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Storm Crisis in the United States

At a little over half the size of Tropical Cyclone Debbie, Harvey is not the largest tropical storm the world has seen this year.

Nor is it the windiest — last month’s Super Typhoon Noru pummelled Japan, and at its peak it boasted winds about 50 kilometres per hour stronger.

But due to some unforeseen weather patterns, Harvey has surpassed even the most pessimistic of forecasts, dumping record amounts of rain and creating a deadly flood of incredible proportions.

The system developed rapidly in the Gulf of Mexico, where it had all the right ingredients — an area of low pressure combined with warmer-than-average waters and favourable atmospheric conditions.

As a result, Harvey intensified from a category one system to a category four and average sustained wind speeds increased from 140kph to 215kph in just over 24 hours (a category two to a category four by the Australian scale*).

In part, it is thanks to Gulf waters as warm as 30 degrees Celsius providing energy and moisture to fuel the storm and an atmosphere allowing it to become organised.


But another factor has contributed to Harvey’s mass destruction — its lack of movement.

Harvey has been stalled by high pressure systems on either side, leaving the storm parked in one place as it continues to rain down on already flooded US counties.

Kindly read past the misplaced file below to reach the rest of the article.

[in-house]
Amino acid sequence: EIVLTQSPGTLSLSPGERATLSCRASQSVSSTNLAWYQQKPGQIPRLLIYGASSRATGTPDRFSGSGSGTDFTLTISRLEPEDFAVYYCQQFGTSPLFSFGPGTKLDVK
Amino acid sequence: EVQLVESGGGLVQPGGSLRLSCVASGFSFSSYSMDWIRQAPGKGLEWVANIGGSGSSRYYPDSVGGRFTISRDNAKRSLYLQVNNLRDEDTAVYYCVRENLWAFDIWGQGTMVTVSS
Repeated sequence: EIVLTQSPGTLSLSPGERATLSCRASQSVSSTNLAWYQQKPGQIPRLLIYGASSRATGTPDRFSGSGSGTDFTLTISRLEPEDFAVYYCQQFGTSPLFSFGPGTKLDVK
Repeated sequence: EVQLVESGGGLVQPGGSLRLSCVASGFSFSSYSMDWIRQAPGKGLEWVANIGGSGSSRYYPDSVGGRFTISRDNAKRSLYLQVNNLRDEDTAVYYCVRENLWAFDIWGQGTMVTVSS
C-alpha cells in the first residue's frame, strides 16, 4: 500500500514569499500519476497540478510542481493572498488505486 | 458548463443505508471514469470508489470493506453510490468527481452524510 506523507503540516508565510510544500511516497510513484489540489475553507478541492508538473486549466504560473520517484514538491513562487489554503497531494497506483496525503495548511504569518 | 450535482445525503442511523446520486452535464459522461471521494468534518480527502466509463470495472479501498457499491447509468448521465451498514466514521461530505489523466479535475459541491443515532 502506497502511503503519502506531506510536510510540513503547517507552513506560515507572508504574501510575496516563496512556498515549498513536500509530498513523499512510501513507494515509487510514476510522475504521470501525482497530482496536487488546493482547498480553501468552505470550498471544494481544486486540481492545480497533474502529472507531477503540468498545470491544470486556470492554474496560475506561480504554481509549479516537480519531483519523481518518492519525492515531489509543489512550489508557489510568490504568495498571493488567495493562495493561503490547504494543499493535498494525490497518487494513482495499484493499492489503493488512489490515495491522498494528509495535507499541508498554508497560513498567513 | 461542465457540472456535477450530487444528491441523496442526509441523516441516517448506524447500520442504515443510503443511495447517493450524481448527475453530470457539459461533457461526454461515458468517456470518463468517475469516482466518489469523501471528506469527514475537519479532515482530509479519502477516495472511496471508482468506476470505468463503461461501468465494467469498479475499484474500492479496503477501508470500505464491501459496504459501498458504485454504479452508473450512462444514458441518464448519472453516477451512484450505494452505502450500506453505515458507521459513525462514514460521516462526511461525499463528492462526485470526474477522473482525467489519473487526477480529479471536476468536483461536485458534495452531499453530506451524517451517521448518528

Worse still, the flood waters are now acting as an extension of the Gulf, meaning Harvey is practically feeding itself.

Now the USA’s National Oceanographic and Atmospheric Administration is predicting that the storm will continue to be slow moving as it starts to make its way north over the coming days.

That means even more rain for Texas and Louisiana, with a warm moisture source nearby to keep the storm clouds heavy.


It’s not just the storm that’s causing the flood

When building a city, rainwater management is an important consideration.

To ensure that an area has appropriate drainage systems, city planners consult climatologists to get an understanding of the amounts of rain that can be expected.

Harvey is hitting some very built-up areas, and is blowing those expectations out of the water despite a complex system of bayous and waterways.

It is being described as a “once in 500-year” flood event, which is not quite accurate and does not tell the full story.


In fact, Houston is a place where floods are a regular problem, and many Houstonians have experienced several devastating floods in recent memory.

Some of the flooded areas are designated as “500-year flood plains”, which means they have a 0.2 per cent annual risk of flooding — or that there is a one-in-500 chance of a flood in any given year.

The designation can change depending on the construction of drains or other flood protection measures, though they can prove to be expensive and politically controversial.

Importantly, it means that design changes to some of those flooded areas could protect them from a similar event in the future, but it also means there may not be much of a wait before this sort of event strikes again.



Source: ABC